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Milton’s Paradise Lost

Yesterday was John Milton’s 400th birthday. He wrote the epic poem, Paradise Lost, presenting a panoramic vision of the fall of man.

 

Contrast this view of John Milton from yesterday’s Writer’s Almanac:

It’s the birthday of the poet John Milton, (books by this author) born in London (1608). He was well-known in his own time for his political essays. He wrote a pamphlet arguing for the right to get a divorce on the grounds of incompatibility. He had married a woman named Mary Powell, and she left him almost immediately after their honeymoon. And he wrote the tract Areopagitica (1644), an argument in favor of freedom of the press. But he’s most famous for his epic poem Paradise Lost (1667). Many readers come away from it feeling that Satan is the most interesting and sympathetic character.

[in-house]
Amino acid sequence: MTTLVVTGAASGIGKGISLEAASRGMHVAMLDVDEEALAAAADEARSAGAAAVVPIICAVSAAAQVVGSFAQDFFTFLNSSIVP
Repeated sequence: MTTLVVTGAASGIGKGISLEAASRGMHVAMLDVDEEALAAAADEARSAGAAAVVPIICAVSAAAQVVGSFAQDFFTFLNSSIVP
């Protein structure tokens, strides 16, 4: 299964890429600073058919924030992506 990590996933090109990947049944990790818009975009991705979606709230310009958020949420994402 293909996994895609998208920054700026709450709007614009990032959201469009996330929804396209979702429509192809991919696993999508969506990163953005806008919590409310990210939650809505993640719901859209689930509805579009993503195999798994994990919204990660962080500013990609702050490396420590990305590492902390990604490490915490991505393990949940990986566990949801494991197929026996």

With this perspective from Leland Ryken, a professor of English at Wheaton College (H/T: Justin Taylor):

What are some of the misconceptions readers have about Paradise Lost?

 

The most frivolous misconception is also the most widespread, namely, that Satan is a heroic and sympathetic character in Milton’s story. Such a verdict is actually self-revealing on the part of a reader who accepts it.

 

Christian readers should begin by reminding themselves that they live not only by a Christian world view but also by a Christian world picture. In addition to the great doctrines of the Christian faith, we live by the great images of the faith. Milton’s poem puts us in touch with the images of the Christian faith—images of Satan and hell, of God and heaven, of Paradise and original perfection, of temptation and fall, of sin and salvation.

Anyone ever read it?

 

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